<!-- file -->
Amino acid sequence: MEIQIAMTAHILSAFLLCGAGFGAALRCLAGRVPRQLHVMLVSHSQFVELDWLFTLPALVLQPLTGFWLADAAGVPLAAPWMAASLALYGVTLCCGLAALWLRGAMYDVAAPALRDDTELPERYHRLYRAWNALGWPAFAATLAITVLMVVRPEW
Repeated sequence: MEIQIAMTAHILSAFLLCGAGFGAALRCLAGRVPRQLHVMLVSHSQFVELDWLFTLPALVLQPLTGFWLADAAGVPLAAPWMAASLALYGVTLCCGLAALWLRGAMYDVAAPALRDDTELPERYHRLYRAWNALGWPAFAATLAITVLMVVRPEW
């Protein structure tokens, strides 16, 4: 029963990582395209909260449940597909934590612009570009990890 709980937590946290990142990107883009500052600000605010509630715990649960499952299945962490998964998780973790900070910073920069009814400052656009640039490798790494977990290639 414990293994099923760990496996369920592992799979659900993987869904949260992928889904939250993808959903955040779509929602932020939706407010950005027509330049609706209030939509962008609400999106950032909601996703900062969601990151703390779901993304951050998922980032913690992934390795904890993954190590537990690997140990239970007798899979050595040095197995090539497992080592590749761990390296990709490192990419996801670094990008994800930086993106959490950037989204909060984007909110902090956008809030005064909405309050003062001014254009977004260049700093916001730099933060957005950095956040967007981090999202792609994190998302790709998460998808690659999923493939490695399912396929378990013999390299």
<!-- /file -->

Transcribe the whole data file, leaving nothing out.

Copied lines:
Amino acid sequence: MEIQIAMTAHILSAFLLCGAGFGAALRCLAGRVPRQLHVMLVSHSQFVELDWLFTLPALVLQPLTGFWLADAAGVPLAAPWMAASLALYGVTLCCGLAALWLRGAMYDVAAPALRDDTELPERYHRLYRAWNALGWPAFAATLAITVLMVVRPEW
Repeated sequence: MEIQIAMTAHILSAFLLCGAGFGAALRCLAGRVPRQLHVMLVSHSQFVELDWLFTLPALVLQPLTGFWLADAAGVPLAAPWMAASLALYGVTLCCGLAALWLRGAMYDVAAPALRDDTELPERYHRLYRAWNALGWPAFAATLAITVLMVVRPEW
């Protein structure tokens, strides 16, 4: 029963990582395209909260449940597909934590612009570009990890 709980937590946290990142990107883009500052600000605010509630715990649960499952299945962490998964998780973790900070910073920069009814400052656009640039490798790494977990290639 414990293994099923760990496996369920592992799979659900993987869904949260992928889904939250993808959903955040779509929602932020939706407010950005027509330049609706209030939509962008609400999106950032909601996703900062969601990151703390779901993304951050998922980032913690992934390795904890993954190590537990690997140990239970007798899979050595040095197995090539497992080592590749761990390296990709490192990419996801670094990008994800930086993106959490950037989204909060984007909110902090956008809030005064909405309050003062001014254009977004260049700093916001730099933060957005950095956040967007981090999202792609994190998302790709998460998808690659999923493939490695399912396929378990013999390299």